Friday, March 13 – Ballroom Marfa (108 E. San Antonio Street)
Sam Falls solo exhibition: Opening Night
Software Recording Co. presents: GABI, Thug Entrancer, Co La
Liz Harris’ (Grouper) painting will be available for viewing at 201 E. Dallas Street all weekend and beyond

Saturday, March 14
Sound Bath with Jefre Cantu-Ledesma @ The Well (119 W. Highland Avenue)
Tape Chants with Gregg Kowalsky @ Building 98 (705 W. Bonnie Street)
Mexican Summer presents: Iceage, Grouper, Tamaryn, Steve Gunn, Weyes Blood @ The Capri (603 W. San Antonio Street)
Late night: Bitchin Bajas’, Suicideyear, LBS. @ Foodsharkland (1411 W. San Antonio/Hwy 90)

Sunday, March 15
CineMarfa & Anthology Recordings present a specially selected film program and Holy Cow Swami @ Crowley Theater (98 S.

Ballroom’s Susan Sutton in Vogue!

6 Jan 2015

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Photo: Zina Saro-Wiwa

Mark Guiducci interviews Ballroom Marfa Executive Director Susan Sutton on Vogue.com …

Sutton brings an institutional background and scholarly disposition to Ballroom, which has largely thrived on the unwavering passion of its supporters, including board members Matthew Day Jackson, Allison Sarofim, and Leo Villareal. “There’s been incredible experimentation at Ballroom,” Sutton says. “It’s a really ripe moment to take pause and review and ask what we’ve done,
what have been our highlights, how does that best express Ballroom, and how can we capitalize on that going forward?”

Keep reading in Vogue!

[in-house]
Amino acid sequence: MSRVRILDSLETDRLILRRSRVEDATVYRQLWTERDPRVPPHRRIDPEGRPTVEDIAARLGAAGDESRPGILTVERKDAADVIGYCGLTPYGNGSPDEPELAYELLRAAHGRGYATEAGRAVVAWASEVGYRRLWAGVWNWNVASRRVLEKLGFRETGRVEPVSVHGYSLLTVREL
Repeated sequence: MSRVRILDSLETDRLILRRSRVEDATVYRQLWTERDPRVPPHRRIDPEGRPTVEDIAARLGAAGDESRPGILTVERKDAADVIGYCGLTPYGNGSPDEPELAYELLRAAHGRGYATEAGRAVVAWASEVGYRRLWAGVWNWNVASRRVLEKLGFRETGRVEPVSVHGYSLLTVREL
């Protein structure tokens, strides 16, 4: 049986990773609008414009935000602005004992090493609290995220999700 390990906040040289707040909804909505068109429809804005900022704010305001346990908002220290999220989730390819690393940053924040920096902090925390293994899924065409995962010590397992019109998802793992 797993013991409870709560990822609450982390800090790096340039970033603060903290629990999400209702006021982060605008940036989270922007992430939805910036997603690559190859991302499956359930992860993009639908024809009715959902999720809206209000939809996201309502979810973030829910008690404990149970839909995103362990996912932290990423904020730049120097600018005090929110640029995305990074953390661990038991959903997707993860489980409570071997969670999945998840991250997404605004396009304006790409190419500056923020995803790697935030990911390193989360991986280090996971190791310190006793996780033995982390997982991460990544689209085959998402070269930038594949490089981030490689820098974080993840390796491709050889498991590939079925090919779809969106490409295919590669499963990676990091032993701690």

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Trey Laird Shares His Love Affair with Marfa

17 Nov 2014

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Photo by David X Prutting/BFAnyc.com

To mark the occasion of Ballroom Marfa’s 2014 NYC Benefit Gala, BlackBook talked with friend of the Ballroom Trey Laird of Laird+Partners. In this interview he shares the beginnings of his involvement in the town’s art infrastructure, and finding inspiration for his own creative endeavors.

From BlackBook:

How are things going for the Ballroom?

It’s amazing. Obviously the famous thing they supported was Prada Marfa–to have something like that in the middle of nowhere get such global attention, it’s really extraordinary. Not only for those artists, just what it says about independent art and being able to realize projects and have them accept people in different ways. I think there are so many thousands and thousands of people who drive by that and have no knowledge of art and don’t know anything about Ballroom or the artists or anything about it–but think about it and interact with art in maybe a way that they’re not even realizing. I think there’s something really amazing about that. Ballroom is one of those places that I think is such a free-spirit in the art world. There aren’t that many of those. There are so many institutions that are big and powerful and have huge budgets and powerful boards–but to have some small, independent things that are really open-minded and experimental, and have freedom, and allow artists to kind of push the limits of what they want to express: that’s the beauty of what Fairfax and Virginia have created. Most artists are super inspired to do something like that in Marfa. It’s just this magic place that. I’ve never met an artist that either hasn’t loved if they’ve been or isn’t dying to go if they haven’t. That’s inspiring; it’s a very inspiring place.